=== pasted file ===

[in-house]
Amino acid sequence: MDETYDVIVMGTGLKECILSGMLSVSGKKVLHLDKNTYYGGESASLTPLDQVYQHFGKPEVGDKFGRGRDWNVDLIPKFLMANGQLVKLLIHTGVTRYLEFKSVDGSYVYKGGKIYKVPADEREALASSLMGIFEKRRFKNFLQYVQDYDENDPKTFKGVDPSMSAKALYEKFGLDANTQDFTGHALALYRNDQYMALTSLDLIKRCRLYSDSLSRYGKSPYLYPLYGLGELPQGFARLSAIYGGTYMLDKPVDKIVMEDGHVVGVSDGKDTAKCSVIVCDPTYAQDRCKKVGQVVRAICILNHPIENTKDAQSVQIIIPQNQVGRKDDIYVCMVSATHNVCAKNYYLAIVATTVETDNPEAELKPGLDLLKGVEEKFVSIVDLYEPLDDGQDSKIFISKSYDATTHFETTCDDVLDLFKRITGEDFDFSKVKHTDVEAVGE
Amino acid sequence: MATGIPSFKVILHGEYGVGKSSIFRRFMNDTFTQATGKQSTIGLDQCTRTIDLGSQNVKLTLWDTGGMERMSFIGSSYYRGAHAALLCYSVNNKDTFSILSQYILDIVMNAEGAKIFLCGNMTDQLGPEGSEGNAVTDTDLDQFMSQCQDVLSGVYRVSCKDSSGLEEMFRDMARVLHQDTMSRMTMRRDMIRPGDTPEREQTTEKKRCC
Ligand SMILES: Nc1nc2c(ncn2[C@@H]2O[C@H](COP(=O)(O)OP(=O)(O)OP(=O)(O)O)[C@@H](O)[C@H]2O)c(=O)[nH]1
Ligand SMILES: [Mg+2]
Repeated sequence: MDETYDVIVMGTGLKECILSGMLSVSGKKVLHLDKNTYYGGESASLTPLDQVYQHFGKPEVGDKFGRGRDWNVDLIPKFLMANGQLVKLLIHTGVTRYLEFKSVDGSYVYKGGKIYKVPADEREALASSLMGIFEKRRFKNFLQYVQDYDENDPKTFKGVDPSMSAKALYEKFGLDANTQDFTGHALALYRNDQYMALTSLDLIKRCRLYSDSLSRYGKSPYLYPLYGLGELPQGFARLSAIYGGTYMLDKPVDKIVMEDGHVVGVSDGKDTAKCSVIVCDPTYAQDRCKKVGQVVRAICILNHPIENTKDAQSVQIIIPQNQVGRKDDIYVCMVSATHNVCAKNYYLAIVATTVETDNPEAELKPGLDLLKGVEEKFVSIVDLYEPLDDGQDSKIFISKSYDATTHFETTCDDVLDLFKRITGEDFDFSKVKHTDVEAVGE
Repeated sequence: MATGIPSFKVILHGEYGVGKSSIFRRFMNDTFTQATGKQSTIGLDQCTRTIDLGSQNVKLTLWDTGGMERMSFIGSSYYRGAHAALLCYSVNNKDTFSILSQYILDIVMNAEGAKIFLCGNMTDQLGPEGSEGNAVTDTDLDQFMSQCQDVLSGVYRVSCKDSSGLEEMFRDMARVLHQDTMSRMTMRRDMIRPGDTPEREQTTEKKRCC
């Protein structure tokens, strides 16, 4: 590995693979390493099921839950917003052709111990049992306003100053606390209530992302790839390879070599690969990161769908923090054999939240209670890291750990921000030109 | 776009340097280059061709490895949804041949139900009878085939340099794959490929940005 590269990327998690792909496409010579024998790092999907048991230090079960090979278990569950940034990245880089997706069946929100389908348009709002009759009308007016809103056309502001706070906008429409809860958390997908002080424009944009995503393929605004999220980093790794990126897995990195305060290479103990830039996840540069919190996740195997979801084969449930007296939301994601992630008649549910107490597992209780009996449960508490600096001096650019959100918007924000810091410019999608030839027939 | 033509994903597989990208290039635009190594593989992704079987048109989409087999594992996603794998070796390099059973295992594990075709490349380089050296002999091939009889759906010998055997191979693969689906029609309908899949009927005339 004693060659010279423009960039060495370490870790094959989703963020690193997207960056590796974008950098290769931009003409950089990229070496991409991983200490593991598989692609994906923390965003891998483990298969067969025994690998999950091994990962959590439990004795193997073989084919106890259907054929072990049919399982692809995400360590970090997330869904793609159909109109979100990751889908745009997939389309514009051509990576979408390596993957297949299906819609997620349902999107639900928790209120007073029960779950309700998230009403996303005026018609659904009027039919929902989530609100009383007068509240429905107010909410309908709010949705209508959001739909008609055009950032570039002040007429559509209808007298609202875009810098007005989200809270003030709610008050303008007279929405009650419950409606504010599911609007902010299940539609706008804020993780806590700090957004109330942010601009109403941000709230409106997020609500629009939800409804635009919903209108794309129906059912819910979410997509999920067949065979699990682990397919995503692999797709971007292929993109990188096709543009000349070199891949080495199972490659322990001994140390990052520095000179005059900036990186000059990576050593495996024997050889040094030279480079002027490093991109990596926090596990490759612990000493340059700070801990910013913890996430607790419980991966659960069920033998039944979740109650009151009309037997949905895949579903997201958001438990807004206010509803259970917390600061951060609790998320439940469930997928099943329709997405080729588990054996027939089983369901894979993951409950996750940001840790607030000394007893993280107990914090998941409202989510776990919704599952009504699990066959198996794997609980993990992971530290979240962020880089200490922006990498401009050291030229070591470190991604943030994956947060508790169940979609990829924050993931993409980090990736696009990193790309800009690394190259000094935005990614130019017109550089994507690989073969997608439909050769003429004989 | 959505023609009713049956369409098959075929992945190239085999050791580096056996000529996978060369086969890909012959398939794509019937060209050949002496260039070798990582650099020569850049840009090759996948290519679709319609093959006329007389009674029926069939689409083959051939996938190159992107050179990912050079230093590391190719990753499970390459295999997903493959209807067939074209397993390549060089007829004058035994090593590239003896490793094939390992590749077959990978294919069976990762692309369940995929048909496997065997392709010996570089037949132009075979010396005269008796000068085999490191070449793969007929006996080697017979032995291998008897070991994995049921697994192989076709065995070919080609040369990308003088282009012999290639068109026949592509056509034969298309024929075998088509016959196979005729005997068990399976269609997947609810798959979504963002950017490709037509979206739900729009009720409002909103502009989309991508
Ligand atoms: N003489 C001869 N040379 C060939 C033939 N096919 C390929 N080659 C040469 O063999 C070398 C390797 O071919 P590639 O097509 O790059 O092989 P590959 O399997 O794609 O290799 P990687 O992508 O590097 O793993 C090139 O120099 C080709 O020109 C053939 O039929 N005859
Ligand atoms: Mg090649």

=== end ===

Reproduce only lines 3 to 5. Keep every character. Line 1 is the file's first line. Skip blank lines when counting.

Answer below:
Amino acid sequence: MATGIPSFKVILHGEYGVGKSSIFRRFMNDTFTQATGKQSTIGLDQCTRTIDLGSQNVKLTLWDTGGMERMSFIGSSYYRGAHAALLCYSVNNKDTFSILSQYILDIVMNAEGAKIFLCGNMTDQLGPEGSEGNAVTDTDLDQFMSQCQDVLSGVYRVSCKDSSGLEEMFRDMARVLHQDTMSRMTMRRDMIRPGDTPEREQTTEKKRCC
Ligand SMILES: Nc1nc2c(ncn2[C@@H]2O[C@H](COP(=O)(O)OP(=O)(O)OP(=O)(O)O)[C@@H](O)[C@H]2O)c(=O)[nH]1
Ligand SMILES: [Mg+2]